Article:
Will an autistic child ever be normal?

First things first, I really don’t like this question! It is full of presumptions, most if not all of which I profoundly disagree with. But the simple answer is no, an autistic child will never be normal, they will always be incredibly special and that is a wonderful thing, not a problem.

So let’s try and unpack that question a bit more. I totally understand why people would ask it, and if you have arrived here by searching for an answer to this, there is absolutely nothing wrong with that. Indeed, the fact that you are looking for an answer is fantastic as a key issue with autism is the need for more education and understanding. Asking questions is, of course, a big part of learning.

But it is also important to understand exactly what we are asking, or the answer will make no sense. The best example of this is the answer to the ultimate question of life, the universe and everything, as revealed by Douglas Adams in his wonderful “Hitchhikers Guide to the Galaxy” books. The answer to the ultimate question is calculated to be 42, which is of course completely meaningless because the question being asked was not properly understood.

There are two main issues with our question as far as I can see. Firstly, what is normal? As a recent TV ad put it, there are over 6 billion versions of normal on planet Earth at present. Yes, I am playing devil’s advocate a little here, as I know that what the question means is will an autistic child ever fit in and be like the other kids, or words to that effect. Will they be conventional, predictable and blend in with the crowd? Will they stop needing special help and attention? Will they develop in the same way as other children to live a full and mainstream life?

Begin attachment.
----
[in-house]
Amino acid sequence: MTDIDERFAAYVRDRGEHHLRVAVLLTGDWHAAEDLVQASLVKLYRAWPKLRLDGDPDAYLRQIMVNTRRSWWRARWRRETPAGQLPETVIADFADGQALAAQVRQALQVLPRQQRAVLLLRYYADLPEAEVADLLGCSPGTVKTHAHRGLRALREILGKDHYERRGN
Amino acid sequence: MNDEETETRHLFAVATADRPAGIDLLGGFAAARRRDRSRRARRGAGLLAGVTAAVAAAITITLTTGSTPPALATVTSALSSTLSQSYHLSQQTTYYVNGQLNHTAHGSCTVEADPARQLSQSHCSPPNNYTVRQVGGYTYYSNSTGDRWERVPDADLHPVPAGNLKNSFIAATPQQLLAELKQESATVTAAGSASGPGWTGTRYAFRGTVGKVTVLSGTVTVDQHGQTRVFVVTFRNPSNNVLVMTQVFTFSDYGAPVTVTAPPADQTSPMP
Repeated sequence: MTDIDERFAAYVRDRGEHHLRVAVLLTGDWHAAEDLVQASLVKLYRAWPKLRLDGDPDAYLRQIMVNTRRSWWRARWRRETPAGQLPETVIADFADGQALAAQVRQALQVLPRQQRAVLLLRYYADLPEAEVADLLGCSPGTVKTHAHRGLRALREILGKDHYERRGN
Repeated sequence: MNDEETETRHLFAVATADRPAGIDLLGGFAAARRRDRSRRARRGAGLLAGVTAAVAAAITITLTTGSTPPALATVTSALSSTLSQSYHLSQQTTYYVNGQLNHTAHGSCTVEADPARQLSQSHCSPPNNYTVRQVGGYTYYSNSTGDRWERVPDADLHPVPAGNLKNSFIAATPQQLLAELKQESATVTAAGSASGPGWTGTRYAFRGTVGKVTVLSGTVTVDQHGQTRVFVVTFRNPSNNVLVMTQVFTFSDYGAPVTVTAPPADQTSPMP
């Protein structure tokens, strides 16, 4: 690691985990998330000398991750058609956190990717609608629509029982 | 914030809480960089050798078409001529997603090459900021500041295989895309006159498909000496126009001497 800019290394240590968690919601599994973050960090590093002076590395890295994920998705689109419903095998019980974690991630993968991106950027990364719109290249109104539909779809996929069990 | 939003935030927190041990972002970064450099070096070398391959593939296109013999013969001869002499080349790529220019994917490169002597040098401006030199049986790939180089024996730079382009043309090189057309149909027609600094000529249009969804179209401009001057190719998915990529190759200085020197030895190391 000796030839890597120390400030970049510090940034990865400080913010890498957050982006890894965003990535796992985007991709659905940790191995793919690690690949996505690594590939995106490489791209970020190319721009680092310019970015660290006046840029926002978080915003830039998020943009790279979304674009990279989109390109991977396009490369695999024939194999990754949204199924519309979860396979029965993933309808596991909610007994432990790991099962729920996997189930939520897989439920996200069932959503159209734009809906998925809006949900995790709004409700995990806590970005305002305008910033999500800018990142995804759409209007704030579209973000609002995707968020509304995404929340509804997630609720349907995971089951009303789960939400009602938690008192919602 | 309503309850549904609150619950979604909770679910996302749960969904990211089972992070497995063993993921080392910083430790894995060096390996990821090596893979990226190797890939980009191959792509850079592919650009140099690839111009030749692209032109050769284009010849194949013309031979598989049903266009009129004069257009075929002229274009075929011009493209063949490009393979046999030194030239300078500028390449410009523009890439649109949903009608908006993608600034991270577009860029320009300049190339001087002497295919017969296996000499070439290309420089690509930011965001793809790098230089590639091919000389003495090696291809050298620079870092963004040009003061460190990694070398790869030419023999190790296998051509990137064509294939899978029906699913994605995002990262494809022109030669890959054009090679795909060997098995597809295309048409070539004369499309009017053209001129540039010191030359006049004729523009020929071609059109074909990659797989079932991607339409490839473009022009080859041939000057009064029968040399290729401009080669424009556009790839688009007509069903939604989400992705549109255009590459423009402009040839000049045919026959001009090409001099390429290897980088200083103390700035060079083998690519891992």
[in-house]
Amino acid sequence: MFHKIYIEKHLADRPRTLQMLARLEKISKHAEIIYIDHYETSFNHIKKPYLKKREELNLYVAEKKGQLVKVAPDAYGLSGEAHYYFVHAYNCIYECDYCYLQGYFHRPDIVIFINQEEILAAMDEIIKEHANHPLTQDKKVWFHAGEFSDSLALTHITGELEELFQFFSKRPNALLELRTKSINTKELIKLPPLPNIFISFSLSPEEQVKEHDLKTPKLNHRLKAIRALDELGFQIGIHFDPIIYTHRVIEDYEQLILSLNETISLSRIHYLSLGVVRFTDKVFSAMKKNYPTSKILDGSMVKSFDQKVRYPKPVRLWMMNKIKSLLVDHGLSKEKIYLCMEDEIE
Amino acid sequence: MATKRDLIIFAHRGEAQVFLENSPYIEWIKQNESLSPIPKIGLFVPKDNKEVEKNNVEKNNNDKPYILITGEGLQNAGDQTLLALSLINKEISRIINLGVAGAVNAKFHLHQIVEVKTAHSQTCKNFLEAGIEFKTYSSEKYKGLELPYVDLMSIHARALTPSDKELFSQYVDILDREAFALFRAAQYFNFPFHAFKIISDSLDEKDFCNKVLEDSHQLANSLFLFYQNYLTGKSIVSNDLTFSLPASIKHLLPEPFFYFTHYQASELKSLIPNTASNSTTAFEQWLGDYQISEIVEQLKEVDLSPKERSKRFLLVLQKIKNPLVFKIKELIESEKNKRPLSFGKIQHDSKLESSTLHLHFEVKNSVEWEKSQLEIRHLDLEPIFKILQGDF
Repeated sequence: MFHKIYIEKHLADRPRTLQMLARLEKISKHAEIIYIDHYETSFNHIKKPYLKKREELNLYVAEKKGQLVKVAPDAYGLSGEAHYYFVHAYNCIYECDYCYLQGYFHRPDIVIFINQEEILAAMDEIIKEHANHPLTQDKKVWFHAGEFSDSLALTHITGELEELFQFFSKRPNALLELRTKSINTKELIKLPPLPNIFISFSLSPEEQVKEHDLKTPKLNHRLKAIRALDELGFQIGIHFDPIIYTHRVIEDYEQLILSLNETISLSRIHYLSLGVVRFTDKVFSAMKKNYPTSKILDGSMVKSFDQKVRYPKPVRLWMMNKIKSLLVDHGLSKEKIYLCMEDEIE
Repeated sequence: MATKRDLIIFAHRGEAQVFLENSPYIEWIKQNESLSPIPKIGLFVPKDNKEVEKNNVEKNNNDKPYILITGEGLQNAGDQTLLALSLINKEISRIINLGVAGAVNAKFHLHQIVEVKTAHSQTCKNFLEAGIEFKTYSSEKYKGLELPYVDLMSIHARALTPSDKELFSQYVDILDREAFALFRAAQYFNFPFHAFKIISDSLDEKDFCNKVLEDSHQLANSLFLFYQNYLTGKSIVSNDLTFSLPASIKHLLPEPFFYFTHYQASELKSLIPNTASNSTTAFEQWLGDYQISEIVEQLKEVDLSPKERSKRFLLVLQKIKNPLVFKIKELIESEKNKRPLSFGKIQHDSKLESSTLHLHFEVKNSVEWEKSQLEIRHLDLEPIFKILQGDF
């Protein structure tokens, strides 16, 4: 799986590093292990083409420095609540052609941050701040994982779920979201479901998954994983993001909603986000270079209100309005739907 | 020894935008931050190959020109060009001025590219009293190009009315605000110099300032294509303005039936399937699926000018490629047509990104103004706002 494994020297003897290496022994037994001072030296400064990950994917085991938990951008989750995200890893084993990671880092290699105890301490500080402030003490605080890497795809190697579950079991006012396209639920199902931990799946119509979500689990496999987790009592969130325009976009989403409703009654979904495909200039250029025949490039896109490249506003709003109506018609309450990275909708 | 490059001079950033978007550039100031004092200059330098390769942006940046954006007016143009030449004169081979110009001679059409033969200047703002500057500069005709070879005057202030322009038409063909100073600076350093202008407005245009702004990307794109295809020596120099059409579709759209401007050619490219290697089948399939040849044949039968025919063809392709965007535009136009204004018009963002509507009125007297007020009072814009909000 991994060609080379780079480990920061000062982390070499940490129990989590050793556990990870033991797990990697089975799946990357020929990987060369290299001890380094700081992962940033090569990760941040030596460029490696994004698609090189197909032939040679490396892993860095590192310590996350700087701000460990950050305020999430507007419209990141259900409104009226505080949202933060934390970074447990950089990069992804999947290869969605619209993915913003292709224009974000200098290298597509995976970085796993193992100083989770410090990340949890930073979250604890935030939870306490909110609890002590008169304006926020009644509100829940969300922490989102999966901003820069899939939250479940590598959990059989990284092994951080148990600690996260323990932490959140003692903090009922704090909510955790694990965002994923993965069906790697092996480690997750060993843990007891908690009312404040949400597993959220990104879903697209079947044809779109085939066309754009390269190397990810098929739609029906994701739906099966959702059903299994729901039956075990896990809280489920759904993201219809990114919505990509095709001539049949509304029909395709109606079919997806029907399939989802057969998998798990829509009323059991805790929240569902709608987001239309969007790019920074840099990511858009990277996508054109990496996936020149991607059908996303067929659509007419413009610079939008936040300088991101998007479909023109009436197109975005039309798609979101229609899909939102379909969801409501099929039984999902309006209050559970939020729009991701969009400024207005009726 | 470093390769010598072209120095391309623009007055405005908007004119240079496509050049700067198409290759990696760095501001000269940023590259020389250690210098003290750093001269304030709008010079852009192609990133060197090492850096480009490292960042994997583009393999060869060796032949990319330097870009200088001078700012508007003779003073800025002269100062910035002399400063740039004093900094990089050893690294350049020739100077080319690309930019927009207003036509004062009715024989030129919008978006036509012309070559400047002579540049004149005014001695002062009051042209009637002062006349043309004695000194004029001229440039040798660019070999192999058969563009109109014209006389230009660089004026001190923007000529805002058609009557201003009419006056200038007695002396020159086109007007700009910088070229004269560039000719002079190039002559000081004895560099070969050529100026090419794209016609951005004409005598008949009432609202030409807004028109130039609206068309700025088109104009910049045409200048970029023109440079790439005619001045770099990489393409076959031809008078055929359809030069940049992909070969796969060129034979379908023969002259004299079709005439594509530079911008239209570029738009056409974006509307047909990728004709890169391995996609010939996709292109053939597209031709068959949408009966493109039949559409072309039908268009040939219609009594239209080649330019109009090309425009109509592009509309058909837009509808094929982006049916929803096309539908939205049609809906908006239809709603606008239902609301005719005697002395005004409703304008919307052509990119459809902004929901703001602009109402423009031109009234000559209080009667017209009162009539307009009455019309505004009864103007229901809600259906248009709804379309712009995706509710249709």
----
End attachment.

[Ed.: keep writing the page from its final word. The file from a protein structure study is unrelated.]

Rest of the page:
But what is the benchmark for normal? I totally understand that if an autistic child is always the one who behaves or reacts differently from their peers, you might wish that they sometimes would go with the crowd and not need special attention. I completely get that you might want an autistic child to not need extra help with what might be seen as ordinary tasks that any child their age should be able to do. But at the same time, and without downplaying the challenge of developmental issues, why not focus just as much on the wonderful and different things that such a child can do?

I think the big issue here is the assumption that fitting in with the crowd and being very similar to everyone else is always a good thing. In fact, we give very mixed messages on this to our children. We may wish that the child who cannot sit still or who is slow to learn to talk is more like the others, but then we teach our children to try to stand out from the crowd when it comes to passing interviews for college or getting a good job. So we only actually want our children to fit in and be like the others some of the time!

Which brings me to my second issue with this question – even if we can define “normal” in this context, and I think that it would be virtually impossible for us all to agree on such a definition, why would you want a child or anyone else to follow that model so they are just like everyone else? Are we really saying that we want people to be different but not too different?

I completely understand that when it comes to health matters, we would want our child not to be ill and to have a mind and body that work well, though of course we must remember that  very many sick and disabled people live hugely successful and productive lives. Again, what is he definition of working well anyway?

Equally, we all have things that our bodies and minds cannot do, even if we consider ourselves physically or mentally “normal”. I will never be able to run fast no matter how hard I train – my body just cannot do it. That is the case with many of us, and might be classed as normal. So who would you rather be when it comes to being able to run, me or Usain Bolt?

You might say that there is an important distinction between being better than normal and worse than normal. That is fairly easy to define in terms of something like running speed where an average can be calculated, but equally it matters very little in the wider world if you are an exceptionally slow runner, apart from perhaps in the annual humiliation of school sports events or if you are being pursued by a hungry bear!